Reading the June 2008 issue of IEEE Spectrum  left me impressed with the courage of the editors. The whole issue was about the “singularity”, meaning the point in time when computers become powerful enough to be able to define their own future. At that point development starts accelerating as powerful computers design even more powerful computers and so on. This point in time is also known as the “event horizon”, since we are not really supposed to be able to predict what will happen after that. Or so some people say.
This is of course a highly speculative topic quite suitable for the “Speculations” category of this blog. We all know what happened to the predictions from the 40’s and the 50’s. We don’t have flying cars or nuclear reactors in our back yards (on the contrary, we have the acronym NIMBY). On the other hand we do have more than 5 computers in the world (whether we need more than that, that’s an other question).
Whether or when the singularity will take place I don’t know and I’m not going to dwell too long on that question. Numerous experts give their own views in Spectrum and needless to say, they don’t agree. I think we may one day be able to build an intelligent computer but those predicting that it will happen in a few decades underestimate not only the sheer power of the brain but also the complexity of its architecture. And should the computer take off towards the event horizon against our will once we finally succeed, there is always the option of pulling the plug.
Instead I’m going to take issue with some views on “consciousness” expressed in the journal. Consciousness plays a central role in several articles. Can computers become conscious? Can we upload our consciousness into a computer and live for ever after the singularity?
What I found peculiar was that there was a lot of talk about consciousness but not a single attempt for a definition of the same (or did I just miss it?). This was particularly conspicuous in the article by Christof Koch and Giulic Tononi. They have written a five page paper about consciousness that starts out with “Pressed for a pithy definition, we might call it the ineffable (my emphasis) and enigmatic inner life of the mind.”.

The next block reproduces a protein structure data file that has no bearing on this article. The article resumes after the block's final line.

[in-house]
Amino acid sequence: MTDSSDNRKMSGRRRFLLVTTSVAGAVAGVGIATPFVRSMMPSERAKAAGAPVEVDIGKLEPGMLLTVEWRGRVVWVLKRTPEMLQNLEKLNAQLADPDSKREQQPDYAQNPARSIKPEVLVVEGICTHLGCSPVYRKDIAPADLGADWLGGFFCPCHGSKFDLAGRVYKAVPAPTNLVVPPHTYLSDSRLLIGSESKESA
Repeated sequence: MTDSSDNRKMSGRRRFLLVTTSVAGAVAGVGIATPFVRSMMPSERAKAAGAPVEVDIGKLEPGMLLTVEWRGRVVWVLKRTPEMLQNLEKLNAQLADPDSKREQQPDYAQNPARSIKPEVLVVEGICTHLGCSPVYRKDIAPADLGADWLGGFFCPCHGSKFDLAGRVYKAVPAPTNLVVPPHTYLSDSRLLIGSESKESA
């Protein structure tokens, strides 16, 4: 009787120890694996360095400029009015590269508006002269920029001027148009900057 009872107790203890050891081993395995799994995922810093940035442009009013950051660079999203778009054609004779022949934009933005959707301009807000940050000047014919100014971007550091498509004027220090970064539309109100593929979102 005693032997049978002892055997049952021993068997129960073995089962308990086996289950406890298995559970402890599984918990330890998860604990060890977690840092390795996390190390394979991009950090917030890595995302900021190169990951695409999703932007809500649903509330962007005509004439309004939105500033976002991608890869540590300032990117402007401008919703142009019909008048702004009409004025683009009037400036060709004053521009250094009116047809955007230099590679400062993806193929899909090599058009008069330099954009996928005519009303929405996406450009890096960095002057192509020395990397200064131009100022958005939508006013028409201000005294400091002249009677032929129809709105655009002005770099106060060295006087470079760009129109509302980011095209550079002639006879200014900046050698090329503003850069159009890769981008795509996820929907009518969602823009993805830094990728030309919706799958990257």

After that less than stringent definition they go on describing that very same consciousness in rather concrete terms:
- Consciousness doesn’t require sensory input since we are conscious when we dream.
- Being conscious doesn’t require emotion since people suffering from [alexithymia] are conscious.
- We can consciously perceive an event or object without paying attention to it.
- Consciousness doesn’t require self-reflection since we remain conscious while being absorbed in a video game or similar.
- And so on.
These are very exact statements from authors that earlier defined consciousness as “the ineffable and enigmatic inner life of the mind” and who conclude the article by describing the same phenomenon as “the most ineffable, the most subjective of all features of life”.
The problem with the above statements is that they are not falsifiable since the very object of the statements is left undefined (and is indeed said to be “ineffable”). Karl Popper would turn in his grave and I shudder slightly at my desk.
I don’t have an alternative definition. But I have a speculation! Maybe there is no “ineffable and enigmatic” thing in there that can be identified as the consciousness that is referred to in the article. Maybe consciousness is just a popular delusion that we have been imprinted with culturally. There is no lack of examples of similar delusions. People used to believe that God X (substitute X with a God that you don’t believe in) had a role to play in their day to day lives. The Vikings had Thor and Odin. Today very few people actually believe that these particular Gods exist. We have either become atheists like many Northern Europeans or have adopted a God that is somewhat more distant.
There may actually be a real connection between religious beliefs and consciousness. The American psychologist Julian Jaynes, at Princeton University at that time, claimed in his The Origin of Consciousness in the Breakdown of the Bicameral Mind  that consciousness didn’t exist at all 3000 years ago. Instead people imagined that they had a personal God that talked to them and guided them through life. Consciousness emerged, according to Jaynes, with the rise of monotheistic religions.
I will surely return to this topic. In the mean time, here’s a simple experiment for you: Look at something green, like grass or leaves. Try to focus on the concept of “green”. Now close your eyes and try to recreate the concept of green in your head, the same concept that was so vivid just a moment ago. Any conclusions? Could it be that consciousness is as elusive as “green”?
 The Singularity – A Special Report
 Julian Jaynes is quoted in Märk världen, Tor Nörretranders, in Swedish (this may or may not be the same book as The User Illusion: Cutting Consciousness Down to Size by that author, available at e.g. Amazon).